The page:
your whole cluster listens on a port and it's dedicated to one service.  This actually makes
sense in some ways because if you think of Mesos as a cluster operating system, the limitations
of TCP/UDP are such that each kernel has that many ports.  There isn't a cluster TCP or UDP,
just TCP and UDP.  That still is a lot of ports, however, you do need to be aware of the limitation
and manage your ports. Especially since that number isn't really the total number of available
ports. There are ports in that 65536 that are reserved for cluster operations, and/or stuff
like hdfs.

2. You are now essentially adding a hop to your traffic that could affect sensitive applications.
 At least with the haproxy-marathon-bridge script, the settings for each application is static
from the script (an update here would be to allow timeout settings, and other haproxy options
to be set per application and managed somewhere, and I think that maybe what bamboo may offer,
just haven't dug in yet).  So the glaring issue I found was specifically with the hive thrift
service.  You connect, you run some queries, all is well. However, if you submit a query,
and it's a long query (longer then the default 50000 ms timeout).  There may not be any packets
actually transferred in that time.  The client is ok with this, the server is ok with this,
however, haproxy sees no packets in it's timeout period, and decides the connection is dead,
closes it, and then you get problems.  I would imagine Thrift isn't the only service that
may have situations like this occur.  I need to do more research on how to get around this,
there may be some hope in hive 1.1.0 with thrift keep alives, however, not every application
service will have the option in the pipeline.

Mesos-DNS

This project came to my attention this week, and I am looking to get it installed today to
have hands on time with it.  Basically, it's a binary that queries the mesos-master and develops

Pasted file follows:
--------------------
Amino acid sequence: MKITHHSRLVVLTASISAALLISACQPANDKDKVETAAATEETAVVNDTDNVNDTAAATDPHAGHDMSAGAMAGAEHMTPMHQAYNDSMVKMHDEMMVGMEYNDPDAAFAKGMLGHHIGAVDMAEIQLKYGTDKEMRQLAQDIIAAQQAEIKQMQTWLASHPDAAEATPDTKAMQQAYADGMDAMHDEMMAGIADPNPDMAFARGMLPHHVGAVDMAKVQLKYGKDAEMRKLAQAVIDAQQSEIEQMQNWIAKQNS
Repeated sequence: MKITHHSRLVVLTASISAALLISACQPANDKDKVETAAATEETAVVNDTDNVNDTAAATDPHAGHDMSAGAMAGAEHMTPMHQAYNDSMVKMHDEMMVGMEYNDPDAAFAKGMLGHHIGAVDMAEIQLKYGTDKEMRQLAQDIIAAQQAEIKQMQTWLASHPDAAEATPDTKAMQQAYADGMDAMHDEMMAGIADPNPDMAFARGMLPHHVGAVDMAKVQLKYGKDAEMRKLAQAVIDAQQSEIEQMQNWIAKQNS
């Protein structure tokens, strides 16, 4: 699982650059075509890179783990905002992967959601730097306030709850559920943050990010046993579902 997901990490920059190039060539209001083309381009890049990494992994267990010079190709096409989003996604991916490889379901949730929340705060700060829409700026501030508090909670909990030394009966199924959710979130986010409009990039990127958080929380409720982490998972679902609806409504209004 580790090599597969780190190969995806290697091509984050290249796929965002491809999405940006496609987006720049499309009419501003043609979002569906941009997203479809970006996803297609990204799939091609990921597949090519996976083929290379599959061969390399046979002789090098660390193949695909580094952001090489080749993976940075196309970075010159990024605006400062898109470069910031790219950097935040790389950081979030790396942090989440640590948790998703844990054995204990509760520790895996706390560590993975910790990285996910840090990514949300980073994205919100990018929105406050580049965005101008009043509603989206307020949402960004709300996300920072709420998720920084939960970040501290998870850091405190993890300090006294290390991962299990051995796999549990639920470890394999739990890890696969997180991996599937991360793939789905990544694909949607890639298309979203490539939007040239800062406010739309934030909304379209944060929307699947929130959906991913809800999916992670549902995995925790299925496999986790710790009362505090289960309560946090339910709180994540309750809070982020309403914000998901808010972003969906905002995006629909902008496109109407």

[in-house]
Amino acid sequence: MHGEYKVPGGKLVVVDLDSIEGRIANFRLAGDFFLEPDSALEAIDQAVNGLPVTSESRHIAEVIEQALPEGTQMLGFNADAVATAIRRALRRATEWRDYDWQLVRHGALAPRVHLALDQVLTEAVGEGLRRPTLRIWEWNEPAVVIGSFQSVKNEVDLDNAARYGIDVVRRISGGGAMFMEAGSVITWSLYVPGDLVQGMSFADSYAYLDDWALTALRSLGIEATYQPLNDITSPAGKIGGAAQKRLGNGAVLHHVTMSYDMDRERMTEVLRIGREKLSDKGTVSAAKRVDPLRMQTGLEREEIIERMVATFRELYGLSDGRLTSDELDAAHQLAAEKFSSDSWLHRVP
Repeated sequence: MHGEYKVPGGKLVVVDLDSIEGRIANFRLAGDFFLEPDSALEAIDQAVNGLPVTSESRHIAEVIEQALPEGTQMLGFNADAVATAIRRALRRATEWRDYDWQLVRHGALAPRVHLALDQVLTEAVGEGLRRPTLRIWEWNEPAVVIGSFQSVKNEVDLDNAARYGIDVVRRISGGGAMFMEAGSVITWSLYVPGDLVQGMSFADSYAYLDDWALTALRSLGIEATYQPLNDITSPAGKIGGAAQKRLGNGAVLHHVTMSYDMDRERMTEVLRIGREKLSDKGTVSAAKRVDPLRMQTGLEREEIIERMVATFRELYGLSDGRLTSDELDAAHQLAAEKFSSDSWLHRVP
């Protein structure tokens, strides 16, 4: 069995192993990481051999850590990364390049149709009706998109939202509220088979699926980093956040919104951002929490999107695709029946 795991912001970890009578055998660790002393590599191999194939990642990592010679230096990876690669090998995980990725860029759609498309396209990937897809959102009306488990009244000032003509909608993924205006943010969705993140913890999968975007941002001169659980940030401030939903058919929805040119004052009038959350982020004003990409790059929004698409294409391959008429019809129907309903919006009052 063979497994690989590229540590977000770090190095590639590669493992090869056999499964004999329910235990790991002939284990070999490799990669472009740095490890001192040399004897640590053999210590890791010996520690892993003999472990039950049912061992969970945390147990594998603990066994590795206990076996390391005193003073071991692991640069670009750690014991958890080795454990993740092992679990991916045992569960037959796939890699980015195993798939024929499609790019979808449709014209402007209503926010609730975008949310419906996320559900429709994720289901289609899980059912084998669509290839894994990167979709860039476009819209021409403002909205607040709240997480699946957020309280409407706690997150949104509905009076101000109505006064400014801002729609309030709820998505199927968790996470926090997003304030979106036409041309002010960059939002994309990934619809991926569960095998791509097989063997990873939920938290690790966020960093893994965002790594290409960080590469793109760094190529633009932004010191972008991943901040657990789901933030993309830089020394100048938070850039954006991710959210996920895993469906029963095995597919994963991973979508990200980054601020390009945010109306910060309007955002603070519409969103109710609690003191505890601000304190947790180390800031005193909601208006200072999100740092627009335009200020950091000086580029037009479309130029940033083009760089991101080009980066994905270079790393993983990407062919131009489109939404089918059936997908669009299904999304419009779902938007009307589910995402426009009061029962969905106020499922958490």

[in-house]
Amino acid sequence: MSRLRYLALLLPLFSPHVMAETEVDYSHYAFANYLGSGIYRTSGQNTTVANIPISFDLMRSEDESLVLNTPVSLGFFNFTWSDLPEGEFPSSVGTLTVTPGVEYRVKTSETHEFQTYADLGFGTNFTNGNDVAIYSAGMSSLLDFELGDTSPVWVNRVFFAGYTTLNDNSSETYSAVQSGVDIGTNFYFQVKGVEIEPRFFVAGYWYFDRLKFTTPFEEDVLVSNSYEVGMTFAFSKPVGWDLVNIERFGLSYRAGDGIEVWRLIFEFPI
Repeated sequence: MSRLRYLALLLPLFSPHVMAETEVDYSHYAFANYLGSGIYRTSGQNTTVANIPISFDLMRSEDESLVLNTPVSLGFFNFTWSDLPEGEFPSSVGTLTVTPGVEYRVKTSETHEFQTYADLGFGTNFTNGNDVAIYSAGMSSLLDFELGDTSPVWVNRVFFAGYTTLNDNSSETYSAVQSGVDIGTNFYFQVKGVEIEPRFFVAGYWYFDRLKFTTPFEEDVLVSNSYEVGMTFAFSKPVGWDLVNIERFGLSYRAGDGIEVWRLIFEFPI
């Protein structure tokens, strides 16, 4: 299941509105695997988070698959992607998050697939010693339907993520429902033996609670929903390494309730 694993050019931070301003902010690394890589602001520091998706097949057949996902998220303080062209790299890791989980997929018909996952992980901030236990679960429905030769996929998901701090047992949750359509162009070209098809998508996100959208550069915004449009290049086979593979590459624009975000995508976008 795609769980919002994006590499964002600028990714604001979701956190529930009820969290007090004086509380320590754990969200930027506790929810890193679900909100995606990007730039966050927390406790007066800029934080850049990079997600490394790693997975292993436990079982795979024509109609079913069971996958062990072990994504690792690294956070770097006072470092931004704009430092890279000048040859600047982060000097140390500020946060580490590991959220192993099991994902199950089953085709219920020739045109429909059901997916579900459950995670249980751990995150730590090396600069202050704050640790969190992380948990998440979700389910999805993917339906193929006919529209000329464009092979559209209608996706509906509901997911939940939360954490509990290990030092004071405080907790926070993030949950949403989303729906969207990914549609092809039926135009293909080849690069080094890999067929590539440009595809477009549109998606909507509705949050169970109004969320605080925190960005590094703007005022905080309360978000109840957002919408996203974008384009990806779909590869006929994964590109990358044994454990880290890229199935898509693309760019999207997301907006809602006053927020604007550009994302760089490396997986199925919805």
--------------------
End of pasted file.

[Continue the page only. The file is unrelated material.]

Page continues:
A records that are hostnames, based on the framework names, and SRV records based on the assigned
ports.

This is where I get confused. I can see the A records being useful, however, you would have
to have your entire network be able to be use the mesos-dns (including non-mesos systems).
 Otherwise how would a client know to connect to a .mesos domain name? Perhaps there should
be a way to integrate mesos-dns as the authoritative zone for .mesos in your standard enterprise
DNS servers. This also saves the configuration issues of having to add DNS services to all
the nodes.  I need to research DNS a bit more, but couldn't you setup, say in bind, that any
requests in .mesos are forwarded to the mesos-dns service, and then sent through your standard
dns back to the client?  Wouldn't this be preferable to setting the .mesos name services as
the first DNS server and then THAT forwards off to your standard enterprise DNS servers?

Another issue I see with DNS is it works well for hostnames, but what about ports. Yes I see
there there SRV records that will return the ports, but how would that even be used?  Consider
the hive thrift service example above.  We could assume hive thrift would run on port 10000
on all nodes in the cluster, and use the port, but then you run into the same issues as ha
proxy. You can't really specify a port via DNS in a jdbc connection URL can you?  How do you
get applications that want to connect to a integer port do a DNS lookup to resolve a port?
Or are we back to you have one cluster, and you get 65536 ports for all the services you could
want on that cluster? Basically hard coding the ports? This then loses flexibility from a
docker port bridging perspective too, in that in my above haproxy example, all the docker
containers would have to expose port 10000 which would have caused a conflict on node2.



Summary

So while I have a nice long email here, it seems I am either missing something critical in
how service discovery could work with a mesos cluster, or there are still some pretty big
difficulties that we need to over come for an enterprise. Haproxy seems cool, and to work
well except for those "long running TCP connections" like thrift. I am at a loss how to handle
that. Mesos DNS is neat too, except for the port conflicts etc that would occur if you used
native ports on nodes, and if you didn't use native ports, (mesos random ports) how do your
applications know which port to connect to (yes it's in the SRV record, however, how do you
make apps aware to look up a DNS record for a port?)

Am I missing something? How are others handling these issues?





--
Adam Shannon | Software Engineer | Banno | Jack Henry
206 6th Ave Suite 1020 | Des Moines, IA 50309 | Cell: 515.867.8337